African-Americans more susceptible to stroke

June 15, 2012
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Strokes can strike people within any age group and ethnicity, but African-Americans – or those with sickle cell anemia – should take extra precautions to curb their chances for a stroke, say members of the American Heart Association.

Strokes occur when blood clots cut off vessels and limit the amount of oxygen to the brain.

“Your brain can’t live without oxygen, and blood carries oxygen,” said Janice Henry, chair of the Minority Health Council at the American Heart Association. “When the vessels are blocked, or they burst and that part of the brain can’t get oxygen, then that part of the brain dies.”

When part of the brain dies that causes disabilities, such as the loss of movement in arms, legs, hands, other serious damage or death.

There are different types of strokes, Henry said, but most people have transient ischemic attacks, or mini strokes. This happens when a blood clot cuts off oxygen to the brain, but breaks up on its own.

Major strokes, or hemorrhagic strokes, happen when blocked blood vessels burst and spill blood into the brain.

In Chicago, about 34 percent of deaths are caused by heart disease and stroke, according to the most recent data from Chicago’s Department of Public Health, said John Jaramillo, spokesman for the American Heart Association.

And African-Americans have a much higher risk of death from a stroke than Caucasians, he said.

“This is partly because blacks have higher risks of high blood pressure, diabetes and obesity,” Jaramillo said.

Obesity, diabetes, hypertension, high cholesterol and heart disease are the main precursors to a stroke, Henry said.

Sickle cell anemia, which impacts mostly African-Americans, also goes hand-in-hand with strokes.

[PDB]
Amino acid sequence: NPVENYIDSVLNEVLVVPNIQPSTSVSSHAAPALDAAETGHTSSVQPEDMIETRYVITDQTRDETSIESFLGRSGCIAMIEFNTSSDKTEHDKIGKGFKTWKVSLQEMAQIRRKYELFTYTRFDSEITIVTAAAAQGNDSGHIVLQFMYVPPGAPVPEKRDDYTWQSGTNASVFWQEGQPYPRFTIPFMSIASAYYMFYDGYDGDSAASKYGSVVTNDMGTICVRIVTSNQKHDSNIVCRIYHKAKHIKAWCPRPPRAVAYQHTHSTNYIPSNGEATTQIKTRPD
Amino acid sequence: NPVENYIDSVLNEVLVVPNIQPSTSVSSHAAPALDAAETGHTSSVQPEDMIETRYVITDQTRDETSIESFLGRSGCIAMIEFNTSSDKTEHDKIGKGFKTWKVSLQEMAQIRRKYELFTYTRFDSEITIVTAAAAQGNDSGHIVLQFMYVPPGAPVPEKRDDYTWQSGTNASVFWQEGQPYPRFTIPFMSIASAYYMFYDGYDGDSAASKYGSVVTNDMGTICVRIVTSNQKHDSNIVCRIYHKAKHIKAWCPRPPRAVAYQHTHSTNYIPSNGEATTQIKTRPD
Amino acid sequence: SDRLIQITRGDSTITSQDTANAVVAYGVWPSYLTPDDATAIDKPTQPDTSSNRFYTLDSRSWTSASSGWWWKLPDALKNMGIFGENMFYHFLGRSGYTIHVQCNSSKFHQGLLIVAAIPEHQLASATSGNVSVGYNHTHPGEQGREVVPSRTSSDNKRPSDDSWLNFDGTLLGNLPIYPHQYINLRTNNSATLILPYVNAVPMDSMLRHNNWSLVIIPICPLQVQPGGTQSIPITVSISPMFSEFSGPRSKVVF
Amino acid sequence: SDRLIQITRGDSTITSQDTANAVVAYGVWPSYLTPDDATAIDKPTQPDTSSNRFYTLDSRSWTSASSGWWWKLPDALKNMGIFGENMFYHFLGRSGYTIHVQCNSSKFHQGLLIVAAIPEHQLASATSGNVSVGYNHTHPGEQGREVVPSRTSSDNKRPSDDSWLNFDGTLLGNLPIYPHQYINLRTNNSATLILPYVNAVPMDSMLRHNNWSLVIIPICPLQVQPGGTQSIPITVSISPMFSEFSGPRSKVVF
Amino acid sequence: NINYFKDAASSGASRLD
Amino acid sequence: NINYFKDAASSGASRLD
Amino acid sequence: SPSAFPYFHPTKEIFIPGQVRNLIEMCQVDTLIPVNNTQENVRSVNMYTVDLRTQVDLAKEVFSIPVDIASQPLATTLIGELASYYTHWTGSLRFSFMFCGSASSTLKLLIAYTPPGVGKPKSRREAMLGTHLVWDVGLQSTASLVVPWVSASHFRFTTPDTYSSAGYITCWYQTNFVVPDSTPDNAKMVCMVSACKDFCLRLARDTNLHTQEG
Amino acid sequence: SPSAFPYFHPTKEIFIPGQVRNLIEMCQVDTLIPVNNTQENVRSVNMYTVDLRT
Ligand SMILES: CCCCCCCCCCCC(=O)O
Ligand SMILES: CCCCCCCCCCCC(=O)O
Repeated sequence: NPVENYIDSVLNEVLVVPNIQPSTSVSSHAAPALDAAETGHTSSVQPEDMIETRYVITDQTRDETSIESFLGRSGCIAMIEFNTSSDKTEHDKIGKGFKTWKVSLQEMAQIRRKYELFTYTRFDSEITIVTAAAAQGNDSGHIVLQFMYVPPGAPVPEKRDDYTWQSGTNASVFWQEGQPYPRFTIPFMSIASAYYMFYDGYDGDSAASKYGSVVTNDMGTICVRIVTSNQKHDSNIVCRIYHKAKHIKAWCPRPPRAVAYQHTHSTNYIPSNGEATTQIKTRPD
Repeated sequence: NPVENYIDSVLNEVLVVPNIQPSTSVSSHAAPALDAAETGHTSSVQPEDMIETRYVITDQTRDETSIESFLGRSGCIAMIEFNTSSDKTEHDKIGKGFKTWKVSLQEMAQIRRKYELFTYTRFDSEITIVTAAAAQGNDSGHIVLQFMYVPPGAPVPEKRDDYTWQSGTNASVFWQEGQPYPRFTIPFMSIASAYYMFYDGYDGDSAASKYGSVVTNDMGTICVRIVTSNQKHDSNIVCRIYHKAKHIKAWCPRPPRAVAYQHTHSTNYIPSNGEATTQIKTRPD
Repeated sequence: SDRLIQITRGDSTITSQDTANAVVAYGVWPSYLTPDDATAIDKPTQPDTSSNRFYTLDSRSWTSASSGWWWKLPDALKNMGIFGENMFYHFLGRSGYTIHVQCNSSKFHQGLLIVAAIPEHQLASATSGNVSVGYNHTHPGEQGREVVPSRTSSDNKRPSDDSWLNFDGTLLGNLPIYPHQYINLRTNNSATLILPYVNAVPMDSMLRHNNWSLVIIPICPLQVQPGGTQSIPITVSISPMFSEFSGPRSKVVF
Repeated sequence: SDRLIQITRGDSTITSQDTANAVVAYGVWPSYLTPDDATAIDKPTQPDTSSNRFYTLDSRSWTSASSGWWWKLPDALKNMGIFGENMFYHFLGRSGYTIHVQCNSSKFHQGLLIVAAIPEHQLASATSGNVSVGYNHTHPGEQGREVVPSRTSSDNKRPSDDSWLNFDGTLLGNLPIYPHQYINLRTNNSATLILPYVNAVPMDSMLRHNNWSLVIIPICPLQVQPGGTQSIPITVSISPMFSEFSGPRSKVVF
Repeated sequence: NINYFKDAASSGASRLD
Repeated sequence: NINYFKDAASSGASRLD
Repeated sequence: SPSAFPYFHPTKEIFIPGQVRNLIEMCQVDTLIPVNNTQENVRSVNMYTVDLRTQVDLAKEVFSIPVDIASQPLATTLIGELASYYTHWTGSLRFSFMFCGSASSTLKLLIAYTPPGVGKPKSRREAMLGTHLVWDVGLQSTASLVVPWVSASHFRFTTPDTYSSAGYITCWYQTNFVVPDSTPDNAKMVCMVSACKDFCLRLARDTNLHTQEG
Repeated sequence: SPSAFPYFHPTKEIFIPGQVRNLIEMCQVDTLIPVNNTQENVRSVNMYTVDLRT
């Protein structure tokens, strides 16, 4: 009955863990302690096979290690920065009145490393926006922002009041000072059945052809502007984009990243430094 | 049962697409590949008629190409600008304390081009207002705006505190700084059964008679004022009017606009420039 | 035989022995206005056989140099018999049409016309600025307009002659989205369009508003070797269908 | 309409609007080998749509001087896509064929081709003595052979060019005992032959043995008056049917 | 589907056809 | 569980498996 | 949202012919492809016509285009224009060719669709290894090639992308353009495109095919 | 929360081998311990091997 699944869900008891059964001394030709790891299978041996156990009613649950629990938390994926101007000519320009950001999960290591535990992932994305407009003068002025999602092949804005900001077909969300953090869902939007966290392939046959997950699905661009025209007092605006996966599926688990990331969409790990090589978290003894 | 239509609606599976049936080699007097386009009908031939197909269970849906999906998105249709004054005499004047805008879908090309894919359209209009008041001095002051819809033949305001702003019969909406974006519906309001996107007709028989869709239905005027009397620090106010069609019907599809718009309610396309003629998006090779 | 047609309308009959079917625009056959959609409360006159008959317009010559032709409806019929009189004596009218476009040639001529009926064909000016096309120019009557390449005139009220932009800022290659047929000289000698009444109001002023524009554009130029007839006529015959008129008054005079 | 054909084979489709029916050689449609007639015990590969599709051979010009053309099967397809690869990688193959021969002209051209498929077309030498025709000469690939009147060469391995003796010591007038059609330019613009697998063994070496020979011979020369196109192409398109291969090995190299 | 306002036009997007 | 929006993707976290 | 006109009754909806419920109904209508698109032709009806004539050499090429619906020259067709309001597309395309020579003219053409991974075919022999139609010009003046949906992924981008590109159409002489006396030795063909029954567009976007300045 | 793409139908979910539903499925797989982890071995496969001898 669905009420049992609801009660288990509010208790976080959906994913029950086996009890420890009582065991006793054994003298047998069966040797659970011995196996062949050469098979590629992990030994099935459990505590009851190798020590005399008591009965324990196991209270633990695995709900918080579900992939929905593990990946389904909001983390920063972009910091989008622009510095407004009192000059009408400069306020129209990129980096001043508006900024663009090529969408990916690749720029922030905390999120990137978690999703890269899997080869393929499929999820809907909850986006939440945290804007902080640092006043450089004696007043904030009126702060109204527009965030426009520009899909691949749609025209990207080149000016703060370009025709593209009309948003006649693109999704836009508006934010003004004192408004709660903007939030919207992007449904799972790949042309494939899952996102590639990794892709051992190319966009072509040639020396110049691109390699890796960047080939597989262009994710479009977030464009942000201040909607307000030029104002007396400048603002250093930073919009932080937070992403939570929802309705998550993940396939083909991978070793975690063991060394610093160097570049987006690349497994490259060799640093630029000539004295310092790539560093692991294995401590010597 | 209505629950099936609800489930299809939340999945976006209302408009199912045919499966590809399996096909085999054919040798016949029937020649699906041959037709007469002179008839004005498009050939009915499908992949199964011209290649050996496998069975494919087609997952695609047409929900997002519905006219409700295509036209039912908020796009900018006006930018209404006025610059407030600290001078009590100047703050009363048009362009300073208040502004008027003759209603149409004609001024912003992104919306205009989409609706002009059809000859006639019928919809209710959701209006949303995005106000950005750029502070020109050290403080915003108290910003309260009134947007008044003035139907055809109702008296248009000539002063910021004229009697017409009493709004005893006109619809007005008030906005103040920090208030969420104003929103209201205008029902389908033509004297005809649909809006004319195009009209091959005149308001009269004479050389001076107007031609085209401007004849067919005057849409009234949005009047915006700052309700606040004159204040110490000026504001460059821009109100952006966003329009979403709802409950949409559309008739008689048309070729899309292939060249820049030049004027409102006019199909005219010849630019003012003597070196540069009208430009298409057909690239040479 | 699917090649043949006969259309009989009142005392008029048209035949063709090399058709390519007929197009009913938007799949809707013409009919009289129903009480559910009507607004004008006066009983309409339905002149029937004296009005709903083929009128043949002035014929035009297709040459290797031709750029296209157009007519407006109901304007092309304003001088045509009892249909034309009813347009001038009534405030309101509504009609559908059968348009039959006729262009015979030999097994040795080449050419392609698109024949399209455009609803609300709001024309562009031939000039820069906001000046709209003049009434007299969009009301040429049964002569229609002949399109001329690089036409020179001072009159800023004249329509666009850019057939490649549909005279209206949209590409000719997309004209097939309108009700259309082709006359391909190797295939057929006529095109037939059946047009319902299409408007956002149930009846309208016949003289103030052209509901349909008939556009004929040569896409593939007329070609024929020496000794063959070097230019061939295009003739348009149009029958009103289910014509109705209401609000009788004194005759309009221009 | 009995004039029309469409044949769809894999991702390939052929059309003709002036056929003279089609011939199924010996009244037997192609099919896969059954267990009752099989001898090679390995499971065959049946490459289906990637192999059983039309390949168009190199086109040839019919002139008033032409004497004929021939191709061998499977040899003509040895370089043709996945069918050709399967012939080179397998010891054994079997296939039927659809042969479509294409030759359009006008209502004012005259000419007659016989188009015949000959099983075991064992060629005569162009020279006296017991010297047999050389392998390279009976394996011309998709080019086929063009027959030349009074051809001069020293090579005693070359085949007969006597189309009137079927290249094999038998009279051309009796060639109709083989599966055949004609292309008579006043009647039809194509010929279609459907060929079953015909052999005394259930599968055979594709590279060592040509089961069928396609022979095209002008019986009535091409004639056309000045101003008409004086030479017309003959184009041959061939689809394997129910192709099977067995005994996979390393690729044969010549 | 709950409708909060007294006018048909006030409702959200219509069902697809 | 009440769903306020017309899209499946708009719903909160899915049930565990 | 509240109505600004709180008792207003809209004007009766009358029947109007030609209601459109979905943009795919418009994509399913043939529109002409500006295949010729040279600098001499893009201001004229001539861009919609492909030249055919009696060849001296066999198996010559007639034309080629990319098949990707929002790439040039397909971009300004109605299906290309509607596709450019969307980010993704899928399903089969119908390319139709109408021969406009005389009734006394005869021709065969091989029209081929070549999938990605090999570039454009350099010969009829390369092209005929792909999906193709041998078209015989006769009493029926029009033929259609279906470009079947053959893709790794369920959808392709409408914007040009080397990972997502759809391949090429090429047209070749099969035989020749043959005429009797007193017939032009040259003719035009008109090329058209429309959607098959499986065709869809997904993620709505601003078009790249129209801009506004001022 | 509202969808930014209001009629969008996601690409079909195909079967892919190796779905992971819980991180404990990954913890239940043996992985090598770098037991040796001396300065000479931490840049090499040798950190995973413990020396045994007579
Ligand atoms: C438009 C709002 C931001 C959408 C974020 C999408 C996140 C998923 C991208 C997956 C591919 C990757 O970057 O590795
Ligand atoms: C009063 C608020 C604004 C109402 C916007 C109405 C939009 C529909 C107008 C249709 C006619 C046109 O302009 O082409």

David Curry, 63, an Austin resident, said he’s not sure what caused his mini stroke last September. He was using the washroom one evening and couldn’t get up, because his left side felt paralyzed.

Curry said he couldn’t believe he was having a stroke, but his wife told him his speech sounded slurred and he should go to the hospital. Curry’s wife is also a stroke survivor.

“Me being a man, I was saying, ‘No, I didn’t need to go to the hospital,’” he said. “I didn’t realize it was a stroke I had.”

He went to bed, and when he woke up in the morning, his left side was still paralyzed and he couldn’t move. That’s when he called an ambulance.

Curry has mostly recovered from his stroke, but he still has trouble using his left, dominant hand, especially for writing.

He doesn’t recommend trying to wait out the symptoms like he did.

“Go to the hospital immediately,” he said.

After having a stoke, Curry said it’s important to exercise the parts of the body that are weak and to take the necessary medicine.

“I’m still taking medicine,” he said, adding that he’s on blood thinners and water pills, among other prescriptions. “If it’s going to help me live and not have another stroke, then I’m gong to take them.”

Curry said his wife had a stroke a few years before he did.

“She kept asking me what day it is,” he said. “I didn’t even realize she had a stroke until we went to hospital and found out she did. That scared me more so than my stroke, because I’ve been with her for 41 years.”

Stroke risk goes up significantly after age 55, Jaramillo said.

“More specifically, the chance of having a stroke approximately doubles for each decade of life after age 55,” he said.

While stroke is common among the elderly, a lot of people under 65 also have strokes, Jaramillo said.

“Stroke doesn’t discriminate by age, but risk increases as one gets older,” he said.

Some signs that someone is having a stroke include sudden blanking of the memory, trouble walking, slurred speech, losing balance and severe headaches.

To prevent strokes, it’s important individuals know their family history and don’t smoke because smoking constricts oxygen flow, Henry said. Exercising, eating healthy and keeping cholesterol, blood pressure and diabetes under control is also important.

Strokes are severe and can cause irreversible damage or death, she added.

“People have to understand that this is serious,” Henry said.

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